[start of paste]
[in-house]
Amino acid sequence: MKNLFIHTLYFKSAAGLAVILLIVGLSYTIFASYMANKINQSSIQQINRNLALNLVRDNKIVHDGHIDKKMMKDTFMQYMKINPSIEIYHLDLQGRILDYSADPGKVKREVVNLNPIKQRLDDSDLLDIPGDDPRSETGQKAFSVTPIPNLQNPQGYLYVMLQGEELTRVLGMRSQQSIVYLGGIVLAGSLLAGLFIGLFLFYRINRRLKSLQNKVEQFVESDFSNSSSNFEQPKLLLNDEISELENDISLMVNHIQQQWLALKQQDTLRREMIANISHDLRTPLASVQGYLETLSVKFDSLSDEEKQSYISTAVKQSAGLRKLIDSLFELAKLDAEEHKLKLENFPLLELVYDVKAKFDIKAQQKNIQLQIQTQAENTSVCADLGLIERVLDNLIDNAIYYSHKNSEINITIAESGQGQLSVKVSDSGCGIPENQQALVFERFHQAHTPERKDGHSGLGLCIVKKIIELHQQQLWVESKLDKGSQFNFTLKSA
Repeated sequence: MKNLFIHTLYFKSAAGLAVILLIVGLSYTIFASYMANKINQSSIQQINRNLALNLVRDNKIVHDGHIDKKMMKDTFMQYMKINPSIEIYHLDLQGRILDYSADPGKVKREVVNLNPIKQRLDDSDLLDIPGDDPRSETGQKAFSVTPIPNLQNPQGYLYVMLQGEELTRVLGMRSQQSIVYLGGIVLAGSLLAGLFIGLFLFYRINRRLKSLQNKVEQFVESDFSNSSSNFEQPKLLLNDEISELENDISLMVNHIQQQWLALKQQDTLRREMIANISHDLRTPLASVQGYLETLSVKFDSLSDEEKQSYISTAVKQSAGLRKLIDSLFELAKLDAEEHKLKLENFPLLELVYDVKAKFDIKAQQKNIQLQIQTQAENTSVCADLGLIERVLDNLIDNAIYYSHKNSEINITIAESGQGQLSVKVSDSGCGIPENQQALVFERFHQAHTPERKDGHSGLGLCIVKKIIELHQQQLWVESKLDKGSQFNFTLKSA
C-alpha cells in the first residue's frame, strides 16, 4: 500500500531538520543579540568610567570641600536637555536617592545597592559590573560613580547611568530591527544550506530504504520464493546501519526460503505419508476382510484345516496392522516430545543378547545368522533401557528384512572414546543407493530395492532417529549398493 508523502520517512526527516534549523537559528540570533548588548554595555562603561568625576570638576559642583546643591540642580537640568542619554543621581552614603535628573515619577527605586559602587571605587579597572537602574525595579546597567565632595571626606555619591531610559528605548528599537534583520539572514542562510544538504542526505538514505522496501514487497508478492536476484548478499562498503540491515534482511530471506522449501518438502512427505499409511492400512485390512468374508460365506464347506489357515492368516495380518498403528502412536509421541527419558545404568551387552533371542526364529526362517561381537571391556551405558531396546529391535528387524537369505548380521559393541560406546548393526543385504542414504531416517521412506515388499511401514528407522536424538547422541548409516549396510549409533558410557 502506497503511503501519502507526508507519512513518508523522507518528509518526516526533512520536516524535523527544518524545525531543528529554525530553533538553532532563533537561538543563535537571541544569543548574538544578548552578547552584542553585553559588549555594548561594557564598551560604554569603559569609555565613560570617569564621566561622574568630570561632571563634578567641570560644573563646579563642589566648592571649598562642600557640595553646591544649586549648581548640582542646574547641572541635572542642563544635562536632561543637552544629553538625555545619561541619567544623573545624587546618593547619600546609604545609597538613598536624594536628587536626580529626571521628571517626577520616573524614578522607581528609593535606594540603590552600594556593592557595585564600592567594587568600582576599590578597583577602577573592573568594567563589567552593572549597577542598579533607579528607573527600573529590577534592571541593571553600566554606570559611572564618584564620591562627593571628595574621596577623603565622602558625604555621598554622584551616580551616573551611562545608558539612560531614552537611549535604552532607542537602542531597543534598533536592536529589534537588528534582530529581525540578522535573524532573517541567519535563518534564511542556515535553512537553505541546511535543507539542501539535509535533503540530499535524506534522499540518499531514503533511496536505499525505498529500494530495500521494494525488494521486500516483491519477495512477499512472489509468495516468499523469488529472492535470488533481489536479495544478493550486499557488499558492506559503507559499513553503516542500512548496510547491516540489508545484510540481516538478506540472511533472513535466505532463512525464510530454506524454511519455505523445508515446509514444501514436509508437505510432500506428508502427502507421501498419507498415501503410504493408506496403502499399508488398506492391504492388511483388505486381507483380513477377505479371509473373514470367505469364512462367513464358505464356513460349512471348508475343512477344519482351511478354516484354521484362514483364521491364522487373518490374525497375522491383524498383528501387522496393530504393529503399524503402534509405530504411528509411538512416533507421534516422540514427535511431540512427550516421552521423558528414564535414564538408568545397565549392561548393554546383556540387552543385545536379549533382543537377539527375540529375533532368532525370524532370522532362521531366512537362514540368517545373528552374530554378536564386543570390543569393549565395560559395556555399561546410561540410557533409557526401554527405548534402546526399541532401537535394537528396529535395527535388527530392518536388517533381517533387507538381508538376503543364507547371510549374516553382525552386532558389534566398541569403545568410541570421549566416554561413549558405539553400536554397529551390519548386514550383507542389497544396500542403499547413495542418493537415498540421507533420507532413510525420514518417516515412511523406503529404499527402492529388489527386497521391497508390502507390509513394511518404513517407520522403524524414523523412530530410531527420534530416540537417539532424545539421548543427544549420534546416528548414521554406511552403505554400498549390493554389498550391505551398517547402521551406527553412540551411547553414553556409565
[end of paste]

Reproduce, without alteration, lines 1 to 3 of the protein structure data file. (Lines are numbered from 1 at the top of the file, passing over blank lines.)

[in-house]
Amino acid sequence: MKNLFIHTLYFKSAAGLAVILLIVGLSYTIFASYMANKINQSSIQQINRNLALNLVRDNKIVHDGHIDKKMMKDTFMQYMKINPSIEIYHLDLQGRILDYSADPGKVKREVVNLNPIKQRLDDSDLLDIPGDDPRSETGQKAFSVTPIPNLQNPQGYLYVMLQGEELTRVLGMRSQQSIVYLGGIVLAGSLLAGLFIGLFLFYRINRRLKSLQNKVEQFVESDFSNSSSNFEQPKLLLNDEISELENDISLMVNHIQQQWLALKQQDTLRREMIANISHDLRTPLASVQGYLETLSVKFDSLSDEEKQSYISTAVKQSAGLRKLIDSLFELAKLDAEEHKLKLENFPLLELVYDVKAKFDIKAQQKNIQLQIQTQAENTSVCADLGLIERVLDNLIDNAIYYSHKNSEINITIAESGQGQLSVKVSDSGCGIPENQQALVFERFHQAHTPERKDGHSGLGLCIVKKIIELHQQQLWVESKLDKGSQFNFTLKSA
Repeated sequence: MKNLFIHTLYFKSAAGLAVILLIVGLSYTIFASYMANKINQSSIQQINRNLALNLVRDNKIVHDGHIDKKMMKDTFMQYMKINPSIEIYHLDLQGRILDYSADPGKVKREVVNLNPIKQRLDDSDLLDIPGDDPRSETGQKAFSVTPIPNLQNPQGYLYVMLQGEELTRVLGMRSQQSIVYLGGIVLAGSLLAGLFIGLFLFYRINRRLKSLQNKVEQFVESDFSNSSSNFEQPKLLLNDEISELENDISLMVNHIQQQWLALKQQDTLRREMIANISHDLRTPLASVQGYLETLSVKFDSLSDEEKQSYISTAVKQSAGLRKLIDSLFELAKLDAEEHKLKLENFPLLELVYDVKAKFDIKAQQKNIQLQIQTQAENTSVCADLGLIERVLDNLIDNAIYYSHKNSEINITIAESGQGQLSVKVSDSGCGIPENQQALVFERFHQAHTPERKDGHSGLGLCIVKKIIELHQQQLWVESKLDKGSQFNFTLKSA